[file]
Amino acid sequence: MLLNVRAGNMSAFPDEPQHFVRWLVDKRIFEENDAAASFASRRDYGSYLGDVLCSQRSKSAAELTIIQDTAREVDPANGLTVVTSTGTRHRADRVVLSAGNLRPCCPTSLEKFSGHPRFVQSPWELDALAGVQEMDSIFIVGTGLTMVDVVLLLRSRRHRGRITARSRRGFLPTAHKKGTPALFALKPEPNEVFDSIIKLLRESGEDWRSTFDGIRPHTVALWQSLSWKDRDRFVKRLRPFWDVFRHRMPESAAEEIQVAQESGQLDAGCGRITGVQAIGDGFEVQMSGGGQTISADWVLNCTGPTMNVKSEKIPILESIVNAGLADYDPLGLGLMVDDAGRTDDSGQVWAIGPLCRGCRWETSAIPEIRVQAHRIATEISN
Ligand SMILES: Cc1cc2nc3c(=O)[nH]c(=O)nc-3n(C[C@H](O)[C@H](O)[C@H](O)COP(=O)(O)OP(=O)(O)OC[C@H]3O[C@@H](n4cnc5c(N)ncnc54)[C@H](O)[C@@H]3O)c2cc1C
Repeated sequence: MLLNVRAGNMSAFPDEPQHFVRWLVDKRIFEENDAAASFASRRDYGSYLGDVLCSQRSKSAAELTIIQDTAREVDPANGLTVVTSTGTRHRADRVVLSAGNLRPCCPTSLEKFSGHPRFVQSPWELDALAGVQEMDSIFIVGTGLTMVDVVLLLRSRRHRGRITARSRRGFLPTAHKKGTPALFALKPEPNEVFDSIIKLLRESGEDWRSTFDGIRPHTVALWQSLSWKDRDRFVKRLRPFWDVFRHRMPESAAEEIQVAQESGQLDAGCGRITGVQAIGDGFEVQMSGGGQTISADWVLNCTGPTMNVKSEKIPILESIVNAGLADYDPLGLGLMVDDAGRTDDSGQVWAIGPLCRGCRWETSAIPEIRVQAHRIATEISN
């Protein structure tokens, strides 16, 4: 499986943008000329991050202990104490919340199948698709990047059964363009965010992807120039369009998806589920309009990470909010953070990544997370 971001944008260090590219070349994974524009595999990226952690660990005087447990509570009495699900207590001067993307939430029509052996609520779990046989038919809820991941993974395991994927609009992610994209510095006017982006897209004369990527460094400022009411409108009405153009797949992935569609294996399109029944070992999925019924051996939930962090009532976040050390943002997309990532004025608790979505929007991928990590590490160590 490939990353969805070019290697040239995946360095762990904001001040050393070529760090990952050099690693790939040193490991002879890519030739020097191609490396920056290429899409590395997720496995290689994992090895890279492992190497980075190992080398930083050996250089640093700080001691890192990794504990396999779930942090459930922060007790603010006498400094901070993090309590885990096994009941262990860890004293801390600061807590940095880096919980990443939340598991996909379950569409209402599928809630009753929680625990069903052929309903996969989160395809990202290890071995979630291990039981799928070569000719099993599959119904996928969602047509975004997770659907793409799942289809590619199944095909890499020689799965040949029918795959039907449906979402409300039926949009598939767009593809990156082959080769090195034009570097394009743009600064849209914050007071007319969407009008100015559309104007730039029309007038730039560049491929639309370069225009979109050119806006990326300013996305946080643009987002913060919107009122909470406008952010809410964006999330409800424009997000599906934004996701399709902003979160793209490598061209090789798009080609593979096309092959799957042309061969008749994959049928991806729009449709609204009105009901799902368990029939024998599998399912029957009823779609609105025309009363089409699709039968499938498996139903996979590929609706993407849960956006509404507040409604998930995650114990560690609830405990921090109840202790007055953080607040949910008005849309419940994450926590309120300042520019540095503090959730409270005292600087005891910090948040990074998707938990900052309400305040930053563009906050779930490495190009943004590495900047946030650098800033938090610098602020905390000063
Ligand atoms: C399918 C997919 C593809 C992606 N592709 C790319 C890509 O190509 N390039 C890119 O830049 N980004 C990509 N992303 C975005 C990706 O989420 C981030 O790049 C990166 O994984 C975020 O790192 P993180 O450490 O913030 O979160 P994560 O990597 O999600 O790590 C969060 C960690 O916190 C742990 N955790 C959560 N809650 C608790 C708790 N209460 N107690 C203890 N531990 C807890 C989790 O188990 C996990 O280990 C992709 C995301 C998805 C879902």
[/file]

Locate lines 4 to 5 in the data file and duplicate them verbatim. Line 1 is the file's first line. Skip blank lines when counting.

């Protein structure tokens, strides 16, 4: 499986943008000329991050202990104490919340199948698709990047059964363009965010992807120039369009998806589920309009990470909010953070990544997370 971001944008260090590219070349994974524009595999990226952690660990005087447990509570009495699900207590001067993307939430029509052996609520779990046989038919809820991941993974395991994927609009992610994209510095006017982006897209004369990527460094400022009411409108009405153009797949992935569609294996399109029944070992999925019924051996939930962090009532976040050390943002997309990532004025608790979505929007991928990590590490160590 490939990353969805070019290697040239995946360095762990904001001040050393070529760090990952050099690693790939040193490991002879890519030739020097191609490396920056290429899409590395997720496995290689994992090895890279492992190497980075190992080398930083050996250089640093700080001691890192990794504990396999779930942090459930922060007790603010006498400094901070993090309590885990096994009941262990860890004293801390600061807590940095880096919980990443939340598991996909379950569409209402599928809630009753929680625990069903052929309903996969989160395809990202290890071995979630291990039981799928070569000719099993599959119904996928969602047509975004997770659907793409799942289809590619199944095909890499020689799965040949029918795959039907449906979402409300039926949009598939767009593809990156082959080769090195034009570097394009743009600064849209914050007071007319969407009008100015559309104007730039029309007038730039560049491929639309370069225009979109050119806006990326300013996305946080643009987002913060919107009122909470406008952010809410964006999330409800424009997000599906934004996701399709902003979160793209490598061209090789798009080609593979096309092959799957042309061969008749994959049928991806729009449709609204009105009901799902368990029939024998599998399912029957009823779609609105025309009363089409699709039968499938498996139903996979590929609706993407849960956006509404507040409604998930995650114990560690609830405990921090109840202790007055953080607040949910008005849309419940994450926590309120300042520019540095503090959730409270005292600087005891910090948040990074998707938990900052309400305040930053563009906050779930490495190009943004590495900047946030650098800033938090610098602020905390000063
Ligand atoms: C399918 C997919 C593809 C992606 N592709 C790319 C890509 O190509 N390039 C890119 O830049 N980004 C990509 N992303 C975005 C990706 O989420 C981030 O790049 C990166 O994984 C975020 O790192 P993180 O450490 O913030 O979160 P994560 O990597 O999600 O790590 C969060 C960690 O916190 C742990 N955790 C959560 N809650 C608790 C708790 N209460 N107690 C203890 N531990 C807890 C989790 O188990 C996990 O280990 C992709 C995301 C998805 C879902």